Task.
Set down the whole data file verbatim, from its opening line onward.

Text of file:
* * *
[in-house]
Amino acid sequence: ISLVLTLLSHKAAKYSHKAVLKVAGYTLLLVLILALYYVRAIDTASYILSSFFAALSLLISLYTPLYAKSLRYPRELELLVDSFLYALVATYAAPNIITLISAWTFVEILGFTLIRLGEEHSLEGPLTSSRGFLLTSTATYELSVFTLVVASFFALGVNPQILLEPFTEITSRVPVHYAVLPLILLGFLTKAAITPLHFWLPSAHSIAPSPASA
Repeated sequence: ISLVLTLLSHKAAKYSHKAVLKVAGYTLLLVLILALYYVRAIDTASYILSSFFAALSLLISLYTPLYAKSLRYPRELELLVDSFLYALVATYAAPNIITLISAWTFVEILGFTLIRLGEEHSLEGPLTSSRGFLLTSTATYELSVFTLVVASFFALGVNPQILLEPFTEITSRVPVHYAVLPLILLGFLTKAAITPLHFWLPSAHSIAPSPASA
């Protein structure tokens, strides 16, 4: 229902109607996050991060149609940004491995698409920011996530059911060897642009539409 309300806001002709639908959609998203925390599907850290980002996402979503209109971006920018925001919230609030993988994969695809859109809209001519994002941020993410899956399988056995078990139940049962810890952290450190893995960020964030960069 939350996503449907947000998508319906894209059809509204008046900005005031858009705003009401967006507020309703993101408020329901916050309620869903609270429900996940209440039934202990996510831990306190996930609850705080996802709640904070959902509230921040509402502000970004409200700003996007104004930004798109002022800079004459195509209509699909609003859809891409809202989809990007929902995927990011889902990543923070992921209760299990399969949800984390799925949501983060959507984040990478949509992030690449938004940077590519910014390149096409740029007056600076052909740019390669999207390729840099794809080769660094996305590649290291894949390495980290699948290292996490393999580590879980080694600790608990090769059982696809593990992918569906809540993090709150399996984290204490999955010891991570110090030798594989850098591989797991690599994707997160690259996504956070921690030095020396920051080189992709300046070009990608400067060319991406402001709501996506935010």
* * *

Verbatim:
[in-house]
Amino acid sequence: ISLVLTLLSHKAAKYSHKAVLKVAGYTLLLVLILALYYVRAIDTASYILSSFFAALSLLISLYTPLYAKSLRYPRELELLVDSFLYALVATYAAPNIITLISAWTFVEILGFTLIRLGEEHSLEGPLTSSRGFLLTSTATYELSVFTLVVASFFALGVNPQILLEPFTEITSRVPVHYAVLPLILLGFLTKAAITPLHFWLPSAHSIAPSPASA
Repeated sequence: ISLVLTLLSHKAAKYSHKAVLKVAGYTLLLVLILALYYVRAIDTASYILSSFFAALSLLISLYTPLYAKSLRYPRELELLVDSFLYALVATYAAPNIITLISAWTFVEILGFTLIRLGEEHSLEGPLTSSRGFLLTSTATYELSVFTLVVASFFALGVNPQILLEPFTEITSRVPVHYAVLPLILLGFLTKAAITPLHFWLPSAHSIAPSPASA
């Protein structure tokens, strides 16, 4: 229902109607996050991060149609940004491995698409920011996530059911060897642009539409 309300806001002709639908959609998203925390599907850290980002996402979503209109971006920018925001919230609030993988994969695809859109809209001519994002941020993410899956399988056995078990139940049962810890952290450190893995960020964030960069 939350996503449907947000998508319906894209059809509204008046900005005031858009705003009401967006507020309703993101408020329901916050309620869903609270429900996940209440039934202990996510831990306190996930609850705080996802709640904070959902509230921040509402502000970004409200700003996007104004930004798109002022800079004459195509209509699909609003859809891409809202989809990007929902995927990011889902990543923070992921209760299990399969949800984390799925949501983060959507984040990478949509992030690449938004940077590519910014390149096409740029007056600076052909740019390669999207390729840099794809080769660094996305590649290291894949390495980290699948290292996490393999580590879980080694600790608990090769059982696809593990992918569906809540993090709150399996984290204490999955010891991570110090030798594989850098591989797991690599994707997160690259996504956070921690030095020396920051080189992709300046070009990608400067060319991406402001709501996506935010």